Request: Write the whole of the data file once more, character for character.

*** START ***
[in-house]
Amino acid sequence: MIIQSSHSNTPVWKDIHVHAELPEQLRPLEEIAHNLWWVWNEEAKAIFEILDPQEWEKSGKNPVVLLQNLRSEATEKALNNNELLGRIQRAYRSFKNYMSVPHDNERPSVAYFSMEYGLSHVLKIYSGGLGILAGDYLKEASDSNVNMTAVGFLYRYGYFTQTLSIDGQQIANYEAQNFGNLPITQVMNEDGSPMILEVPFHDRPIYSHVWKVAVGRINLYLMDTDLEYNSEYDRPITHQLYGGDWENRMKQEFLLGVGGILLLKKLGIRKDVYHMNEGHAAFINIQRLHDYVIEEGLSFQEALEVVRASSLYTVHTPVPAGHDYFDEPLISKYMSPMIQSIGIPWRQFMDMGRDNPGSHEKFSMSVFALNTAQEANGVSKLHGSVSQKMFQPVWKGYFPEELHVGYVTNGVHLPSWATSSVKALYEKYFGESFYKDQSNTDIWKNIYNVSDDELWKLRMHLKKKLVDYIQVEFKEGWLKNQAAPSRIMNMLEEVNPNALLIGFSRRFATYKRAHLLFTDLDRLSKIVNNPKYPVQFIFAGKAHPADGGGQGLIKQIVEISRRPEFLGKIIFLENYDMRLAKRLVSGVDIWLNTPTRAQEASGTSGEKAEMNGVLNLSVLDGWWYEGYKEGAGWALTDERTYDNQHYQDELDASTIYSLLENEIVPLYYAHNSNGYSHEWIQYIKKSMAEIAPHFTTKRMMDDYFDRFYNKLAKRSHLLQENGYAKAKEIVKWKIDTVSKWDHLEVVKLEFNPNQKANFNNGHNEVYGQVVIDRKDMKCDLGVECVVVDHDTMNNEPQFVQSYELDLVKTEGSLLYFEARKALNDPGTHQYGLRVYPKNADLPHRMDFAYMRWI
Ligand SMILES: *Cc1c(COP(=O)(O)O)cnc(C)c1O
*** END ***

[in-house]
Amino acid sequence: MIIQSSHSNTPVWKDIHVHAELPEQLRPLEEIAHNLWWVWNEEAKAIFEILDPQEWEKSGKNPVVLLQNLRSEATEKALNNNELLGRIQRAYRSFKNYMSVPHDNERPSVAYFSMEYGLSHVLKIYSGGLGILAGDYLKEASDSNVNMTAVGFLYRYGYFTQTLSIDGQQIANYEAQNFGNLPITQVMNEDGSPMILEVPFHDRPIYSHVWKVAVGRINLYLMDTDLEYNSEYDRPITHQLYGGDWENRMKQEFLLGVGGILLLKKLGIRKDVYHMNEGHAAFINIQRLHDYVIEEGLSFQEALEVVRASSLYTVHTPVPAGHDYFDEPLISKYMSPMIQSIGIPWRQFMDMGRDNPGSHEKFSMSVFALNTAQEANGVSKLHGSVSQKMFQPVWKGYFPEELHVGYVTNGVHLPSWATSSVKALYEKYFGESFYKDQSNTDIWKNIYNVSDDELWKLRMHLKKKLVDYIQVEFKEGWLKNQAAPSRIMNMLEEVNPNALLIGFSRRFATYKRAHLLFTDLDRLSKIVNNPKYPVQFIFAGKAHPADGGGQGLIKQIVEISRRPEFLGKIIFLENYDMRLAKRLVSGVDIWLNTPTRAQEASGTSGEKAEMNGVLNLSVLDGWWYEGYKEGAGWALTDERTYDNQHYQDELDASTIYSLLENEIVPLYYAHNSNGYSHEWIQYIKKSMAEIAPHFTTKRMMDDYFDRFYNKLAKRSHLLQENGYAKAKEIVKWKIDTVSKWDHLEVVKLEFNPNQKANFNNGHNEVYGQVVIDRKDMKCDLGVECVVVDHDTMNNEPQFVQSYELDLVKTEGSLLYFEARKALNDPGTHQYGLRVYPKNADLPHRMDFAYMRWI
Ligand SMILES: *Cc1c(COP(=O)(O)O)cnc(C)c1O